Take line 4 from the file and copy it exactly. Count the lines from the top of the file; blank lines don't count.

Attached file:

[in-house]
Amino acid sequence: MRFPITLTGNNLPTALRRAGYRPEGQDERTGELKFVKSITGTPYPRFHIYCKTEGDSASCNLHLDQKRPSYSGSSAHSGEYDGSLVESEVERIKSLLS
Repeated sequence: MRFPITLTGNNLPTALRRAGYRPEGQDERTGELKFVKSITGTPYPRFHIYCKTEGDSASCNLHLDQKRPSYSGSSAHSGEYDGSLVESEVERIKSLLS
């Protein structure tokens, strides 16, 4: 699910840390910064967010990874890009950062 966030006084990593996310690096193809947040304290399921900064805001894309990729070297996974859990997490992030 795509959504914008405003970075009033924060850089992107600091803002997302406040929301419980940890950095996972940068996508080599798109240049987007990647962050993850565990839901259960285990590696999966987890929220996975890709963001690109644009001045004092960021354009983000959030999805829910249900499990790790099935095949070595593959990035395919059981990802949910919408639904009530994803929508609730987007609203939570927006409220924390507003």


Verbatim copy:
């Protein structure tokens, strides 16, 4: 699910840390910064967010990874890009950062 966030006084990593996310690096193809947040304290399921900064805001894309990729070297996974859990997490992030 795509959504914008405003970075009033924060850089992107600091803002997302406040929301419980940890950095996972940068996508080599798109240049987007990647962050993850565990839901259960285990590696999966987890929220996975890709963001690109644009001045004092960021354009983000959030999805829910249900499990790790099935095949070595593959990035395919059981990802949910919408639904009530994803929508609730987007609203939570927006409220924390507003």